PRIME Minister Malcolm Turnbull says former Industry and Science Minister and Liberal Party defector Ian Macfarlane was dumped from the front bench to make way for newer and younger people.
In his first long-format interview since the public spat where Mr Macfarlane jumped ship to the Nationals, and seemingly prompting Mr Turnbull to cancel a visit to Toowoomba, the Prime Mininster gave insight into why he dumped Mr Macfarlane from the ministry.
The reshuffle came after Mr Turnbull knifed then-PM Tony Abbott in September. Mr Macfarlane backed Mr Turnbull and had hoped to be reappointed as minister. When he wasn't he spoke about retirement.
Now in an interview with ABC's 7.30 Report Mr Turnbull has said the Groom MP wasn't sacked because he'd been a poor performer.
"It was because I wanted to make room for new people, for younger people, for more women. There are only so many places in the cabinet and you cannot bring new talent up unless some of the older talent moves on," he said.
"I give the example of Gail Kelly, former CEO of Westpac. Gail could have run Westpac for another decade or two, but she moved on because other people had to move up. So you've got to have succession."
Mr Turnbull maintained the Coalition was not divided despite the public fued.
"There some are issues to be sorted out with the Liberal National Party, or the LNP in Queensland, and that's - these internal party matters, I will leave - I think we should keep internal to the Coalition, but the Coalition is very strong."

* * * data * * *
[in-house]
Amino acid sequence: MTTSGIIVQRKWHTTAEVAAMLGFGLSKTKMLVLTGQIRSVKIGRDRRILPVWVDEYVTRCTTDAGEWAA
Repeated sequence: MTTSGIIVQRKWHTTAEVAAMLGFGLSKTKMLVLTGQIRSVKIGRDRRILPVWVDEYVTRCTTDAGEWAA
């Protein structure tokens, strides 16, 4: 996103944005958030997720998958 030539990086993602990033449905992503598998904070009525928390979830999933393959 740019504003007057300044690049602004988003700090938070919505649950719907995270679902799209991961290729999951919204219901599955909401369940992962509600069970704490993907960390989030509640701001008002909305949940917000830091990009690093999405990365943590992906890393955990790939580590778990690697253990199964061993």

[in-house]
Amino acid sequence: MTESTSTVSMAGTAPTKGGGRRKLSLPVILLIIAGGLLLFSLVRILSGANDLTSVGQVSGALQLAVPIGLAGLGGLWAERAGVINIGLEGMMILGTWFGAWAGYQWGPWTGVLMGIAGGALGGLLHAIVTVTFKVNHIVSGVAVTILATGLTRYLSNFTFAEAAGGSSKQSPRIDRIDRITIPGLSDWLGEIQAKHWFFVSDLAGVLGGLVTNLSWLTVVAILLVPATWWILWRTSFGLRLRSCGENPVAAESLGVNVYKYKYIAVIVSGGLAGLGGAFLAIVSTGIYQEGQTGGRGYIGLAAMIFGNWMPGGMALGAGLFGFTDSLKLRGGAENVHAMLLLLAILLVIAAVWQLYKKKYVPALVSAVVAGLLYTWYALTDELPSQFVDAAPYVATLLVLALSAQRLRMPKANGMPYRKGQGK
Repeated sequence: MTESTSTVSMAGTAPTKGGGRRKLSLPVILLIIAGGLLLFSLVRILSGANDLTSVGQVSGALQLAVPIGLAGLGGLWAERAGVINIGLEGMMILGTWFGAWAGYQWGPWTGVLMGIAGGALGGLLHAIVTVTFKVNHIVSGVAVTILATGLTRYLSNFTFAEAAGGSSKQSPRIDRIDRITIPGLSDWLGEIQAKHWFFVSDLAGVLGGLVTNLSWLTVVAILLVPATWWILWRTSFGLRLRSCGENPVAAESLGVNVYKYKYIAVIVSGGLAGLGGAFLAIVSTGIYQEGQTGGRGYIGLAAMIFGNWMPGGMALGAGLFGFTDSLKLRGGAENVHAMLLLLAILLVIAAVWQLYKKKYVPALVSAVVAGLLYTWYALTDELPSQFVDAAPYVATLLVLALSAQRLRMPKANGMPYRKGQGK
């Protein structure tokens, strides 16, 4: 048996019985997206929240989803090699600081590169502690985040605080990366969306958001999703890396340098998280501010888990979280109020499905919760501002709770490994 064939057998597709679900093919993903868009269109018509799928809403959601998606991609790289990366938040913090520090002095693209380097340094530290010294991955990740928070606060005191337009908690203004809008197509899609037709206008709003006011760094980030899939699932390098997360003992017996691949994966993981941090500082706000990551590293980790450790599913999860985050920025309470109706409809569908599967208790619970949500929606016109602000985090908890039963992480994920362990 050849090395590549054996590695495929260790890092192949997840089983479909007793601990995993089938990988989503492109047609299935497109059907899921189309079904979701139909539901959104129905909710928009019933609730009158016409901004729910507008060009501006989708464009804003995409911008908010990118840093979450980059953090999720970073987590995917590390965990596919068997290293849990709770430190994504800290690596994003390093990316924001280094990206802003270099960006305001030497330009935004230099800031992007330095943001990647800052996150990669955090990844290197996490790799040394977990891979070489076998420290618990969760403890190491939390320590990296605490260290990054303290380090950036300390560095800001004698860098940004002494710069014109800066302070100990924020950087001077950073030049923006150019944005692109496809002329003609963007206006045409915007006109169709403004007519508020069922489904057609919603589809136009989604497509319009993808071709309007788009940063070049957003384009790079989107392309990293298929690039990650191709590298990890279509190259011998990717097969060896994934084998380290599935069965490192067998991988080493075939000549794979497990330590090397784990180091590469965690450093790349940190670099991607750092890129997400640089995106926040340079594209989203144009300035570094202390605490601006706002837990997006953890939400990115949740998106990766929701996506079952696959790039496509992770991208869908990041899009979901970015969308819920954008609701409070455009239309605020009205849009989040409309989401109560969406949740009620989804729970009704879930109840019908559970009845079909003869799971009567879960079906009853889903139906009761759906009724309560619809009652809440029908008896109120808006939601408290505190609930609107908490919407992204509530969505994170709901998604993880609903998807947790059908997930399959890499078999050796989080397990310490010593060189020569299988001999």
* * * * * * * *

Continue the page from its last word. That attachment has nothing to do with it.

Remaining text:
He refused to answer questions on whether it was a betrayal that he wasn't informed about discussions regarding Mr Macfarlane leaving the Liberals to join the Nationals.
Interviewer Leigh Sales shut down the Prime Minister when he tried to ask a question.
He had been trying to sidestep questions on Mr Macfarlane's defection.
"I ask the questions on this program," Ms Sales said.
Mr Turnbull responded by saying: "Do you think they're more interested in innovation and jobs?
Ms Sales said: "I'll tell you what I think they're interested in. One of your colleagues resigning from the Liberal Party to join the National Party, Ian Macfarlane. A number of your colleagues have criticised him, including the Attorney-General George Brandis, who says it's left a bad taste in people's mouth. How do you feel about it?" she said.
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